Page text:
Cutting back on Starbucks? It's not really good for you anyway


It only takes basic common sense to realize that as the prices of necessities rise, the money consumers have for "extras" decreases. Increased grocery bills and gas station fill-ups are the most common culprits these days, forcing consumers to change their spending habits.

Kelley Blue Book (the car people) surveyed people shopping for new cars, and found that 28% have stopped going to Starbucks or coffee houses, and 21% have reduced their visits. Survey participants also reported decreased purchases of music, tickets to sporting events, eating out and recreational shopping.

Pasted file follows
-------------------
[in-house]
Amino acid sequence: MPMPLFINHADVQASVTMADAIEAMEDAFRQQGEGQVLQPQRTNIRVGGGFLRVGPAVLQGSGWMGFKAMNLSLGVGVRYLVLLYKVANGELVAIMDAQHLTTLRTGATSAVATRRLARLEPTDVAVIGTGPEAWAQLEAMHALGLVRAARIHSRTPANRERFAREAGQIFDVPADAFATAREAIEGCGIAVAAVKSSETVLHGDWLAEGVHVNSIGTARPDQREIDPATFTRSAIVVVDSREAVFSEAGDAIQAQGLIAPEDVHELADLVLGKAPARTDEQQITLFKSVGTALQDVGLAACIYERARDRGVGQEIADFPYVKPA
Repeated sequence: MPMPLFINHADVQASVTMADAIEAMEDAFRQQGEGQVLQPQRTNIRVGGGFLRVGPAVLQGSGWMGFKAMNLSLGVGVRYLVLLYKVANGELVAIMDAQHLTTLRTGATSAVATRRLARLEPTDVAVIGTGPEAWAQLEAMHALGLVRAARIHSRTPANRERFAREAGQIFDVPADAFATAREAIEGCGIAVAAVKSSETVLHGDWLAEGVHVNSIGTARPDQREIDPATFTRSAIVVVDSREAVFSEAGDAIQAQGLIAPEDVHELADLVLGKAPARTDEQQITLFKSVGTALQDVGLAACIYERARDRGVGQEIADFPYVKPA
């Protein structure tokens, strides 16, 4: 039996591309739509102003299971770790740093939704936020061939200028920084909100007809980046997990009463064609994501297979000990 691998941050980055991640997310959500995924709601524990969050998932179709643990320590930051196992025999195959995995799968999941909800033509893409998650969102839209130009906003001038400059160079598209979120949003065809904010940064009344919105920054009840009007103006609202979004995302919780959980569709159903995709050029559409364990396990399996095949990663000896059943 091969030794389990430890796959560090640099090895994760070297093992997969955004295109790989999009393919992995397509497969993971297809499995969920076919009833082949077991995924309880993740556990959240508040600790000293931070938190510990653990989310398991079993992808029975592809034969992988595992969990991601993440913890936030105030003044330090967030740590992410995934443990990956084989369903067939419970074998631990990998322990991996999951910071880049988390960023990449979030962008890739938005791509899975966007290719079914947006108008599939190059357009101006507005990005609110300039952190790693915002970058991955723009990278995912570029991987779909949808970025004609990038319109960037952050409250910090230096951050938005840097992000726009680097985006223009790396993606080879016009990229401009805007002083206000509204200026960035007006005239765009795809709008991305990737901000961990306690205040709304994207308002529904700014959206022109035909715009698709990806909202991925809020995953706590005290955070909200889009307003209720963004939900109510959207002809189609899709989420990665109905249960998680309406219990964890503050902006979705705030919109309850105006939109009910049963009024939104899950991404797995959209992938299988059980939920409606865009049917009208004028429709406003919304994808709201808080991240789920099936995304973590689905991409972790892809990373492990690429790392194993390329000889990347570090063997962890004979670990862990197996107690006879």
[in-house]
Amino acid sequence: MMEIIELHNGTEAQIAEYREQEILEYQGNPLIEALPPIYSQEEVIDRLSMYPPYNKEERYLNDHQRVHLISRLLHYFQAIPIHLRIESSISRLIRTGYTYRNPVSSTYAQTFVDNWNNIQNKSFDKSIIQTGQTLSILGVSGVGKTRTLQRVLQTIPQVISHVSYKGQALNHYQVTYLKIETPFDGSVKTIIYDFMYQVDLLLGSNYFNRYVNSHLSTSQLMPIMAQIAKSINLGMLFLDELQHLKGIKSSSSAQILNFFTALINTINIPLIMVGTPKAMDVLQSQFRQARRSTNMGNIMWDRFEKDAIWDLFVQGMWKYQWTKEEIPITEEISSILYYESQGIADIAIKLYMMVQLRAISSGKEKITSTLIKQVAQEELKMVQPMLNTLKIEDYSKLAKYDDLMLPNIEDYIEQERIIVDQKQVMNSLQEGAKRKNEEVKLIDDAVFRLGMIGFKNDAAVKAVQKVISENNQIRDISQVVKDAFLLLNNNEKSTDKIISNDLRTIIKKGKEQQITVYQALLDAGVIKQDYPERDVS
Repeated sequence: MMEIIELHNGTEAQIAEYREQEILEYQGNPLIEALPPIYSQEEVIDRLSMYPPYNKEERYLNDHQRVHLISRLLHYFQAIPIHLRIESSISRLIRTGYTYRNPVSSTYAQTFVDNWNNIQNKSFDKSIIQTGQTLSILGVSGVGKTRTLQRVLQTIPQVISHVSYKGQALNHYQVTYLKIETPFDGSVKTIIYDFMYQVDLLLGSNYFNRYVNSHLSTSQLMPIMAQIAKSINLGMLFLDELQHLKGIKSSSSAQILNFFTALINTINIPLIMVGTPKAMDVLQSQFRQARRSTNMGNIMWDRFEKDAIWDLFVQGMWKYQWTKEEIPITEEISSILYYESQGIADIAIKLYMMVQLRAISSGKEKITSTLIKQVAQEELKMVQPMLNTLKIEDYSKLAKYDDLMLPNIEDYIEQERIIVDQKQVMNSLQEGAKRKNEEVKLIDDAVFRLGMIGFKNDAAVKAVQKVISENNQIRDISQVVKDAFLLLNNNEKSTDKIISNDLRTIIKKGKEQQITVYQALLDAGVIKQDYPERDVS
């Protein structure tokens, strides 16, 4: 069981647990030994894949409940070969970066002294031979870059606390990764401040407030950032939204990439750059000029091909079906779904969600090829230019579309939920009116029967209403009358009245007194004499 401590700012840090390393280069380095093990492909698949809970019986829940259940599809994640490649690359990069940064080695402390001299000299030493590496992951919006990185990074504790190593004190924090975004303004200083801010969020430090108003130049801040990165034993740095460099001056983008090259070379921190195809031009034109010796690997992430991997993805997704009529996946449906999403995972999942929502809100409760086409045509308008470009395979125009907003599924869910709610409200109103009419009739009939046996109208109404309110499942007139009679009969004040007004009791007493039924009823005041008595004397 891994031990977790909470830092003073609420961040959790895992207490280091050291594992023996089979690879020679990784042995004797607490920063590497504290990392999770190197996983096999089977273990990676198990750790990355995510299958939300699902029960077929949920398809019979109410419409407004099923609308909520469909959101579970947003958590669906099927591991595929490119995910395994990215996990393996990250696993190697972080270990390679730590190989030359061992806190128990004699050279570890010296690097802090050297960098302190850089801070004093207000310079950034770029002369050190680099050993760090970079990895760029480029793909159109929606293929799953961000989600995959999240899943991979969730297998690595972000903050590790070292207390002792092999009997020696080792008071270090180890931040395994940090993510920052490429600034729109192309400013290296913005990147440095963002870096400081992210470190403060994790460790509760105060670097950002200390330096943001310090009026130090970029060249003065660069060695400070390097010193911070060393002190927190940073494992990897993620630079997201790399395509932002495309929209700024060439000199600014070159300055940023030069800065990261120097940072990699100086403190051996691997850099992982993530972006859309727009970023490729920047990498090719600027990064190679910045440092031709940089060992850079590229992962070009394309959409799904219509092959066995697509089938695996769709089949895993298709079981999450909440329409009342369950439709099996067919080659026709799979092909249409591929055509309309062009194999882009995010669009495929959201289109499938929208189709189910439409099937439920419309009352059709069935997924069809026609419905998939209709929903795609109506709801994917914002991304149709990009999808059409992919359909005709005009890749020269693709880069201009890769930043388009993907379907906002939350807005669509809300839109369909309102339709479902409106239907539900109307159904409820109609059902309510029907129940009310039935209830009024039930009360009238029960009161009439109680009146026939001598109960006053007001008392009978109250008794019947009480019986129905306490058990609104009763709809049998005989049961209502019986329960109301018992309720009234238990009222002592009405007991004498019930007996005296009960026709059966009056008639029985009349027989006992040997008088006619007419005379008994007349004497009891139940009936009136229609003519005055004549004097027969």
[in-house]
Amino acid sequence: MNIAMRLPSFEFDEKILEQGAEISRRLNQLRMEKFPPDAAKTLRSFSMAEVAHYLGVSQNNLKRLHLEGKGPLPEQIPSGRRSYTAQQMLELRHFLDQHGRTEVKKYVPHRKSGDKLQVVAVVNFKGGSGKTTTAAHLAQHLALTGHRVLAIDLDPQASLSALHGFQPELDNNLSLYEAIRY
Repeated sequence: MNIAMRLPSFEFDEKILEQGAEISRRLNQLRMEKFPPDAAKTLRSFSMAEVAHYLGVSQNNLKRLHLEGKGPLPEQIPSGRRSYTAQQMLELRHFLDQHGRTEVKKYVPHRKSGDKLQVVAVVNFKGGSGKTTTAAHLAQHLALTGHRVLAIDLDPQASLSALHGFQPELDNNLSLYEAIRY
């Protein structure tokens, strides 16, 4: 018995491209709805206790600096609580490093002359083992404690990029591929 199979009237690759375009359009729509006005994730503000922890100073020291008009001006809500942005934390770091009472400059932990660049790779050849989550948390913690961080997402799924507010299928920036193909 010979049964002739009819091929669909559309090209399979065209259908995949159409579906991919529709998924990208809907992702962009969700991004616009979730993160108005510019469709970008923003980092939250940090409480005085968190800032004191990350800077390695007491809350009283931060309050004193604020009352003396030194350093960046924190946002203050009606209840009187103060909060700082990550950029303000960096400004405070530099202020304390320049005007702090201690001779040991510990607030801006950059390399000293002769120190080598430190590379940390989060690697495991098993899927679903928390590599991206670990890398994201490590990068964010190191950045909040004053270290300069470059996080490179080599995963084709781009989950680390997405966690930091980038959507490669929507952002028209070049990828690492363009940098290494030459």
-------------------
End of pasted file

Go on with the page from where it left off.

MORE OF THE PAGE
Is that so bad? Sure, stopping at Starbucks each morning or afternoon for your high-calorie coffee fix is fun. But how much will it really impact your life if you cut it out of your budget or did something like stopping at Starbucks only once a week? Coffee of any kind is not really that good for us, and spending $3 to $5 a day on it is a complete waste of money. Especially when you can make your own coffee for a fraction of the cost.

Cutting down on wasteful spending on things that aren't necessities doesn't really bother me. In fact, I've been on my own little quest to reduce my spending, just to see how low I can go. So I won't be crying any rivers for those who find they can't visit Starbucks as often. Do what you need to do in order to live within your means. Life is about more than a cup of coffee.

Tracy L. Coenen, CPA, MBA, CFE performs fraud examinations and financial investigations for her company Sequence Inc. Forensic Accounting, and is the author of Essentials of Corporate Fraud.